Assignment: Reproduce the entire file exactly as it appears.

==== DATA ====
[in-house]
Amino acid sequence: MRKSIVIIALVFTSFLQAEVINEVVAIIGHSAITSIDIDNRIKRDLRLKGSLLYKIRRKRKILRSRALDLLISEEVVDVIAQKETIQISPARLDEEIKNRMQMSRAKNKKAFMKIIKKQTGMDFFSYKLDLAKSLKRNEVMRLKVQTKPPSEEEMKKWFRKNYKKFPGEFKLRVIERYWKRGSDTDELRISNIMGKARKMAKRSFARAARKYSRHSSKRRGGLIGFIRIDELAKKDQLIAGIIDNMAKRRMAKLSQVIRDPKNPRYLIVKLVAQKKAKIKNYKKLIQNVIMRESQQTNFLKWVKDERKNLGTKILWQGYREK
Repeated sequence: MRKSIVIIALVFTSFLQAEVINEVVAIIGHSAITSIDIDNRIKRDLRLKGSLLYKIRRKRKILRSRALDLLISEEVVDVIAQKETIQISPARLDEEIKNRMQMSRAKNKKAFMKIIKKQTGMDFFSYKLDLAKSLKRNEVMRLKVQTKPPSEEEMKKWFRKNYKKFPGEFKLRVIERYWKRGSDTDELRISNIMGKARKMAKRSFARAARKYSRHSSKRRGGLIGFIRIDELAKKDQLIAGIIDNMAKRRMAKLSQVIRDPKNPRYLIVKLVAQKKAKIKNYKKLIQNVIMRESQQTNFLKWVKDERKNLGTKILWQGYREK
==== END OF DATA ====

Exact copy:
[in-house]
Amino acid sequence: MRKSIVIIALVFTSFLQAEVINEVVAIIGHSAITSIDIDNRIKRDLRLKGSLLYKIRRKRKILRSRALDLLISEEVVDVIAQKETIQISPARLDEEIKNRMQMSRAKNKKAFMKIIKKQTGMDFFSYKLDLAKSLKRNEVMRLKVQTKPPSEEEMKKWFRKNYKKFPGEFKLRVIERYWKRGSDTDELRISNIMGKARKMAKRSFARAARKYSRHSSKRRGGLIGFIRIDELAKKDQLIAGIIDNMAKRRMAKLSQVIRDPKNPRYLIVKLVAQKKAKIKNYKKLIQNVIMRESQQTNFLKWVKDERKNLGTKILWQGYREK
Repeated sequence: MRKSIVIIALVFTSFLQAEVINEVVAIIGHSAITSIDIDNRIKRDLRLKGSLLYKIRRKRKILRSRALDLLISEEVVDVIAQKETIQISPARLDEEIKNRMQMSRAKNKKAFMKIIKKQTGMDFFSYKLDLAKSLKRNEVMRLKVQTKPPSEEEMKKWFRKNYKKFPGEFKLRVIERYWKRGSDTDELRISNIMGKARKMAKRSFARAARKYSRHSSKRRGGLIGFIRIDELAKKDQLIAGIIDNMAKRRMAKLSQVIRDPKNPRYLIVKLVAQKKAKIKNYKKLIQNVIMRESQQTNFLKWVKDERKNLGTKILWQGYREK